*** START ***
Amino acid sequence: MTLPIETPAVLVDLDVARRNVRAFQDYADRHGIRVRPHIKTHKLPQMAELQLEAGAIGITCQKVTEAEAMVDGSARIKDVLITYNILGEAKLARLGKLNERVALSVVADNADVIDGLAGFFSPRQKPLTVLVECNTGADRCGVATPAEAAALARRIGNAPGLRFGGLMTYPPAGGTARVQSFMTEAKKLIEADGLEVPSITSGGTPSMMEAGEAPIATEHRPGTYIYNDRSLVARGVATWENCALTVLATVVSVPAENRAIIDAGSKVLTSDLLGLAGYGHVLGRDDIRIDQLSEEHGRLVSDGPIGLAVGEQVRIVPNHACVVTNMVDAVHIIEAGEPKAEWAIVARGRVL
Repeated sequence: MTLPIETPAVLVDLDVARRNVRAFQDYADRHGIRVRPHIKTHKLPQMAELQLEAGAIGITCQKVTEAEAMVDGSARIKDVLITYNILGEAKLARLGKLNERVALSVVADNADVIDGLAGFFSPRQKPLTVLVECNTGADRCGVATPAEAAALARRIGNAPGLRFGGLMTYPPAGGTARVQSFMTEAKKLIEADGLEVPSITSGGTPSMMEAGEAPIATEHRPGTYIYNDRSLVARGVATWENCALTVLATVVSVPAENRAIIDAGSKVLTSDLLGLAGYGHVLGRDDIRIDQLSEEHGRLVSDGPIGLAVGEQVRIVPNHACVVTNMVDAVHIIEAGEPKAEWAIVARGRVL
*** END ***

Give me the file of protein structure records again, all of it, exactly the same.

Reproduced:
Amino acid sequence: MTLPIETPAVLVDLDVARRNVRAFQDYADRHGIRVRPHIKTHKLPQMAELQLEAGAIGITCQKVTEAEAMVDGSARIKDVLITYNILGEAKLARLGKLNERVALSVVADNADVIDGLAGFFSPRQKPLTVLVECNTGADRCGVATPAEAAALARRIGNAPGLRFGGLMTYPPAGGTARVQSFMTEAKKLIEADGLEVPSITSGGTPSMMEAGEAPIATEHRPGTYIYNDRSLVARGVATWENCALTVLATVVSVPAENRAIIDAGSKVLTSDLLGLAGYGHVLGRDDIRIDQLSEEHGRLVSDGPIGLAVGEQVRIVPNHACVVTNMVDAVHIIEAGEPKAEWAIVARGRVL
Repeated sequence: MTLPIETPAVLVDLDVARRNVRAFQDYADRHGIRVRPHIKTHKLPQMAELQLEAGAIGITCQKVTEAEAMVDGSARIKDVLITYNILGEAKLARLGKLNERVALSVVADNADVIDGLAGFFSPRQKPLTVLVECNTGADRCGVATPAEAAALARRIGNAPGLRFGGLMTYPPAGGTARVQSFMTEAKKLIEADGLEVPSITSGGTPSMMEAGEAPIATEHRPGTYIYNDRSLVARGVATWENCALTVLATVVSVPAENRAIIDAGSKVLTSDLLGLAGYGHVLGRDDIRIDQLSEEHGRLVSDGPIGLAVGEQVRIVPNHACVVTNMVDAVHIIEAGEPKAEWAIVARGRVL